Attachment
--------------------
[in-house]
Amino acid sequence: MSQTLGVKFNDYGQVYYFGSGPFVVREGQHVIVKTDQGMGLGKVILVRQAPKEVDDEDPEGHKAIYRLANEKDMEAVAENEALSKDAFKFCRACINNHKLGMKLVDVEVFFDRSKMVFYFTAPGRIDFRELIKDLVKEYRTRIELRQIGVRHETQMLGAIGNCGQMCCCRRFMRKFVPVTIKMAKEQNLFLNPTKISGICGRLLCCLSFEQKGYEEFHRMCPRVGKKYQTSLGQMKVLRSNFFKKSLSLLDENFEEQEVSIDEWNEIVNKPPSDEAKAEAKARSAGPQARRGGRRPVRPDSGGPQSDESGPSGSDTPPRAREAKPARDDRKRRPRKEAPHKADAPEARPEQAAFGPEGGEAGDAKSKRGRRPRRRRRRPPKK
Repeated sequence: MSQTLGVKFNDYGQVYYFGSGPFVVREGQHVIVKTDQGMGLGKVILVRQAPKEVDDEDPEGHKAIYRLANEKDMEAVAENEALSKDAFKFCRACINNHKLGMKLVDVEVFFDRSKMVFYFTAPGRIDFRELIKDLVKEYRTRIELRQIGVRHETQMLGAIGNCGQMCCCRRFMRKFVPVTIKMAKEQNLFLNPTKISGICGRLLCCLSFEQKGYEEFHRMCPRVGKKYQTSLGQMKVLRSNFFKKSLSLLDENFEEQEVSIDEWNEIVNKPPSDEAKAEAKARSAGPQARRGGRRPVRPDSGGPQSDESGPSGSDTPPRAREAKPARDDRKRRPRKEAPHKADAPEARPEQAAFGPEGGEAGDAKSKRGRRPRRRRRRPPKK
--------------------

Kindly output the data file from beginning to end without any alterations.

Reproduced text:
[in-house]
Amino acid sequence: MSQTLGVKFNDYGQVYYFGSGPFVVREGQHVIVKTDQGMGLGKVILVRQAPKEVDDEDPEGHKAIYRLANEKDMEAVAENEALSKDAFKFCRACINNHKLGMKLVDVEVFFDRSKMVFYFTAPGRIDFRELIKDLVKEYRTRIELRQIGVRHETQMLGAIGNCGQMCCCRRFMRKFVPVTIKMAKEQNLFLNPTKISGICGRLLCCLSFEQKGYEEFHRMCPRVGKKYQTSLGQMKVLRSNFFKKSLSLLDENFEEQEVSIDEWNEIVNKPPSDEAKAEAKARSAGPQARRGGRRPVRPDSGGPQSDESGPSGSDTPPRAREAKPARDDRKRRPRKEAPHKADAPEARPEQAAFGPEGGEAGDAKSKRGRRPRRRRRRPPKK
Repeated sequence: MSQTLGVKFNDYGQVYYFGSGPFVVREGQHVIVKTDQGMGLGKVILVRQAPKEVDDEDPEGHKAIYRLANEKDMEAVAENEALSKDAFKFCRACINNHKLGMKLVDVEVFFDRSKMVFYFTAPGRIDFRELIKDLVKEYRTRIELRQIGVRHETQMLGAIGNCGQMCCCRRFMRKFVPVTIKMAKEQNLFLNPTKISGICGRLLCCLSFEQKGYEEFHRMCPRVGKKYQTSLGQMKVLRSNFFKKSLSLLDENFEEQEVSIDEWNEIVNKPPSDEAKAEAKARSAGPQARRGGRRPVRPDSGGPQSDESGPSGSDTPPRAREAKPARDDRKRRPRKEAPHKADAPEARPEQAAFGPEGGEAGDAKSKRGRRPRRRRRRPPKK